There were a lot of rumors swirling around (including in the New York Times and the Hill) about some truly terrible proposals for Disability Insurance in the proposed budget deal being negotiated now. I don’t know what the final word will be, but I link here the PDF of what I believe to be the bill introduced at 11:30PM Monday night (26th) by the Republican leadership as the substance of the proposed budget deal. I thought I’d put a rough translation into plain English of what I see in there – I used to draft Social Security and SSDI legislation myself when I worked on the Hill in the 1980’s so I hope I can give an explanation that will help reassure people. Caveat – this is not the last word, I may have some things wrong, and things will undoubtedly change. But the worst stuff that people are upset about don’t seem to be in this bill, at any rate.
Here is the link to the PDF – http://docs.house.gov/billsthisweek/20151026/BILLS-114hr-PIH-BUDGET.pdf
I have now found the “section by section” description of the bill, which is what the staff prepares for the members to read so they know what they’re discussing, and my quick and dirty description which follows is pretty much correct. Here’s the PDF of that document. http://docs.house.gov/meetings/RU/RU00/CPRT-114-RU00-D001.pdf
My sources are saying that the $168 billion in savings figure seems to be something the Republicans are circulating to exaggerate the effects of the proposal, and is apparently the total over decades, possibly over 75 years. The savings over 10 years seems to be about $5 billion,which sounds like a lot but given the size of the program is not really that much.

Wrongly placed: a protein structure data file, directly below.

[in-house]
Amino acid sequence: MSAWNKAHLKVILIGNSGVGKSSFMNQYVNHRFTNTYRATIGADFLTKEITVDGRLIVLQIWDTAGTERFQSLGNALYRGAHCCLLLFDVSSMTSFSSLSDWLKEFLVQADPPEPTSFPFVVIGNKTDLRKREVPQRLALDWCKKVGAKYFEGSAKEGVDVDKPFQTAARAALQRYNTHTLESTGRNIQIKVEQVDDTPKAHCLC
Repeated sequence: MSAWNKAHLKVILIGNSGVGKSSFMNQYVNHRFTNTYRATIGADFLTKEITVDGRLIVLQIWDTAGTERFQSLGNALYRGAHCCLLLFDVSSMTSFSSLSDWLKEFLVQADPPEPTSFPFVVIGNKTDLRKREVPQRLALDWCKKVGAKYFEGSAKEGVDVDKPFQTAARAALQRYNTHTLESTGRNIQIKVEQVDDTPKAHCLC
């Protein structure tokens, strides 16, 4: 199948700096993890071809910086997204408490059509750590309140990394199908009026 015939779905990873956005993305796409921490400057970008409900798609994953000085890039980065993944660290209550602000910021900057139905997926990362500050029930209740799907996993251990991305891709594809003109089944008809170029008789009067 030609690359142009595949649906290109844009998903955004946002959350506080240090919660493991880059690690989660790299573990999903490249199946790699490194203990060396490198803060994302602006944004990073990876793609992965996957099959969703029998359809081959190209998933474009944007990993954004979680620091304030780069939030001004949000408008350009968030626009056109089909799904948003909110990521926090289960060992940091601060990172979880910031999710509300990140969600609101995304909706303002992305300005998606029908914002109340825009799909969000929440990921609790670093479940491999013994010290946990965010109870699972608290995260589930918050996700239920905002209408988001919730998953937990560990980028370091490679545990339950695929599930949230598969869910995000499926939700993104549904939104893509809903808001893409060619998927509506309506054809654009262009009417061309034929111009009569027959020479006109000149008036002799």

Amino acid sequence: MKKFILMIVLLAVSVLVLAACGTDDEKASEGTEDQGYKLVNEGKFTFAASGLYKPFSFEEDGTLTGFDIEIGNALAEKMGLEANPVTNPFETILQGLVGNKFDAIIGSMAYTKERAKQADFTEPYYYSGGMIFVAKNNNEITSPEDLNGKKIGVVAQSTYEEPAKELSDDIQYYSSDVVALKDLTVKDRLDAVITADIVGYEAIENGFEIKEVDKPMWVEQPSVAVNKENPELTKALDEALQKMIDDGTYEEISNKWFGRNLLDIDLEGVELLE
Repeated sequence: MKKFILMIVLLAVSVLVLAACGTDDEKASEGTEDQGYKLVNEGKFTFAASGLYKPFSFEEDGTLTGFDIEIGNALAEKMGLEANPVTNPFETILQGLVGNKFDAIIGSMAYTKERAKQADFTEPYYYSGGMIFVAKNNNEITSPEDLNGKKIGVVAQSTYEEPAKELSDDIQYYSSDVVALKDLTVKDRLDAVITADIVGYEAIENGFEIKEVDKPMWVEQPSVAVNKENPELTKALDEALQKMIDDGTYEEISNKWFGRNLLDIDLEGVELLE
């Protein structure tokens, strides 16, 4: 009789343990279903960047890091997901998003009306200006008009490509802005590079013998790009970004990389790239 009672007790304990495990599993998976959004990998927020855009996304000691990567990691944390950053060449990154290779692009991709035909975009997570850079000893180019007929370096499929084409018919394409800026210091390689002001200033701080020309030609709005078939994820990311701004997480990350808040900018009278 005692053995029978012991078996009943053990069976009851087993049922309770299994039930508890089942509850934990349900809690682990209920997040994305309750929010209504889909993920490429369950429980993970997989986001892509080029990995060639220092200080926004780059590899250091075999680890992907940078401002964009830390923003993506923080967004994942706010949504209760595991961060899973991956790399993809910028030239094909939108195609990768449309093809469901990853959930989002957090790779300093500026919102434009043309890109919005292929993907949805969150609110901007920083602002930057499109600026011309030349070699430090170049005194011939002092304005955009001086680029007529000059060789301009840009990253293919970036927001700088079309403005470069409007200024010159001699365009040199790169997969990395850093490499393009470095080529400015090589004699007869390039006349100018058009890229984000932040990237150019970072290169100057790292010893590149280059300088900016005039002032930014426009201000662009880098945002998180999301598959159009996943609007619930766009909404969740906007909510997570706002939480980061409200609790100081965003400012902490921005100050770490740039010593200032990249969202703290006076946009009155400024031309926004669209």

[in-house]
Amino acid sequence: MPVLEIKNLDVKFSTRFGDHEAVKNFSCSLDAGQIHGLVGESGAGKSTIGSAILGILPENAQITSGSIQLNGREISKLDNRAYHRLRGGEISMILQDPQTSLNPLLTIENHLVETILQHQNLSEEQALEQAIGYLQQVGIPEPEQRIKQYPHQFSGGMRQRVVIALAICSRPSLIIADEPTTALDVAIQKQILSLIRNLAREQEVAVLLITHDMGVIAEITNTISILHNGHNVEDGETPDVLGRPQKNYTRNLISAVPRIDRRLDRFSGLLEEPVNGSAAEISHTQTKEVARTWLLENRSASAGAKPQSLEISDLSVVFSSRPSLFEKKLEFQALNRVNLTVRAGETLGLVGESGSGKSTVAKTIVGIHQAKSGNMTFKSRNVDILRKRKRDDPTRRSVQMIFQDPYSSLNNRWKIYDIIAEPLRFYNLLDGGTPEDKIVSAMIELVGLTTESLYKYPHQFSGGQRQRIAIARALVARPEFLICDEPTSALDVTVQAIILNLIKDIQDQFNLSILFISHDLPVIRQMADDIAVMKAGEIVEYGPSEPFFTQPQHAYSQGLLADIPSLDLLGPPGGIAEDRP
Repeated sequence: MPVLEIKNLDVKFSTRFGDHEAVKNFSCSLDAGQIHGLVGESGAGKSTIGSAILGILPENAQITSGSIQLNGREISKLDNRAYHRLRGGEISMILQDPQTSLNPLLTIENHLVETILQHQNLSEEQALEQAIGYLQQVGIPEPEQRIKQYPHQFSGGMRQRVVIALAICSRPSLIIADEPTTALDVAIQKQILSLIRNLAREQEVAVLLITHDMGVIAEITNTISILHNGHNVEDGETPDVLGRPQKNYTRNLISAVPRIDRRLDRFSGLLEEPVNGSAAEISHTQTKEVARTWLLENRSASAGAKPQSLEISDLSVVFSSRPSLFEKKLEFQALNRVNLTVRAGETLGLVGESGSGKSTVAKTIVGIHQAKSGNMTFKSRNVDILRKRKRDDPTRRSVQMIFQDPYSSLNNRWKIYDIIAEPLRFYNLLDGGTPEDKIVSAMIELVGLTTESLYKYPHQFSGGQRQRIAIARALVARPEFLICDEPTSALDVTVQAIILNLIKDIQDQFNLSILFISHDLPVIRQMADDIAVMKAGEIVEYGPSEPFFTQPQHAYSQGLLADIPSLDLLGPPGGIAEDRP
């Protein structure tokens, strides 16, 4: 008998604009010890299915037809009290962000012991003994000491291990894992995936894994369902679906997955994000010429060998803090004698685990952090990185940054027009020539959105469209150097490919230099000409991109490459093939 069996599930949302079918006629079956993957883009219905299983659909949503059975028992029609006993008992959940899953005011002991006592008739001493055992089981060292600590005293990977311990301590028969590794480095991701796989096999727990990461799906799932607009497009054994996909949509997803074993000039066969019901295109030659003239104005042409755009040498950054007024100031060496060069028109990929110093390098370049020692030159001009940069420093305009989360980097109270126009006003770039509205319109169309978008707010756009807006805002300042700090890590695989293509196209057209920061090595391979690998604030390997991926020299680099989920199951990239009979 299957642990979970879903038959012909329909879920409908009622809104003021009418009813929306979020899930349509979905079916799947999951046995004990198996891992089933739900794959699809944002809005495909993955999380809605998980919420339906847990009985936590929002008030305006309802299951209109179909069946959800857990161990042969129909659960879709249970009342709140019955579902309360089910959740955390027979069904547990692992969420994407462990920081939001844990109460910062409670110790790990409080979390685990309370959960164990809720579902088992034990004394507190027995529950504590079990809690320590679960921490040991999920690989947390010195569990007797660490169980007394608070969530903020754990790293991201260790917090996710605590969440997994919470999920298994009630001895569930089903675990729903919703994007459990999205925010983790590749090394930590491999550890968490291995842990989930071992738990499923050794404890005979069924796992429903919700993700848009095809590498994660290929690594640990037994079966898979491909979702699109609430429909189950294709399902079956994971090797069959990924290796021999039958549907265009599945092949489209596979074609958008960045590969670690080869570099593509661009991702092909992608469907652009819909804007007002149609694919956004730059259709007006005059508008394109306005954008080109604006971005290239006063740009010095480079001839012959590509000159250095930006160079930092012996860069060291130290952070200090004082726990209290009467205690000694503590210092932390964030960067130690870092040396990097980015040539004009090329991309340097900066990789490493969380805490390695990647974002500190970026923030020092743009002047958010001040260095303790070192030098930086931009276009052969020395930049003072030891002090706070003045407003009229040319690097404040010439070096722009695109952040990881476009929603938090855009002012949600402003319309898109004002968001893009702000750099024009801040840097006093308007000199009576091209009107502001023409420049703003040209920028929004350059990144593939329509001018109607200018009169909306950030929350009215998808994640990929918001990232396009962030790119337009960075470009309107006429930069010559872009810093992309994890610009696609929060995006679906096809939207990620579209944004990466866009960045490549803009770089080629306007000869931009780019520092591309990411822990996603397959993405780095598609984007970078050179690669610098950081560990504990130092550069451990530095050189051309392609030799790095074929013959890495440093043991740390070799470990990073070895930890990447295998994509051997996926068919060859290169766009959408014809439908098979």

What the proposed DI legislation calls for, as I read the discussion draft which is as of 11:30 PM Monday night Oct. 26th.
Section 811 – Expansion of Cooperative Disability Investigations Units – requires SSA to expand arrangements to work with local authorities to investigate I presume disability fraud.
Section 812 – excludes evidence, in DI determinations, from anyone or any entity previously convicted of Medicare or Medicaid fraud (I think that’s the main thrust, although it might be broader than that)
Section 813 – beefs up penalties for Social Security fraud generally, and suspends or terminates benefits for anyone penalized for fraudulently concealing work activity.
Section 814 – electronic communications – inconsequential
Section 815 – changes in administrative funding for redeterminations of eligibility under SSI – doesn’t affect benefit amounts as far as I can see.
Subtitle B – titled Promoting opportunity for Disability beneficiaries
Section 821 and 822 – reauthorization of existing program of DI demonstration projects designed to help DI beneficiaries return to work if they are able
Section 823 – new demo project authority to allow partial monthly payments for DI beneficiaries participating in the project and returning to work – essentially, offsetting their benefits $1 for every $2 earned, but not affecting their fundamental entitlement to benefits so that they can return to full benefit payments if the work effort cannot be sustained. [This kind of thing has been talked about for decades, as a way to encourage people to try to work without endangering their benefit eligibility.] This is demonstration project authority only – I don’t see any requirement that any beneficiary participate in such projects.
824 – Administrative changes in payroll data to get more information on whether DI beneficiaries are working for pay.
832 – Requirement for medical review – no determination of disability can be made until SSA has made reasonable effort to ensure a qualified psychiatrist or psychologist, for mental impairments, and qualified physician for physical impairment, has completed the medical portion of the case review and functional capacity assessment.
There is nothing particularly earth shattering in here. The best news for DI beneficiaries is that in other sections of the bill, they are authorizing the transfer of funds from the OASI trust fund to the DI trust fund to make up the shortfall and prevent any cuts in current benefits.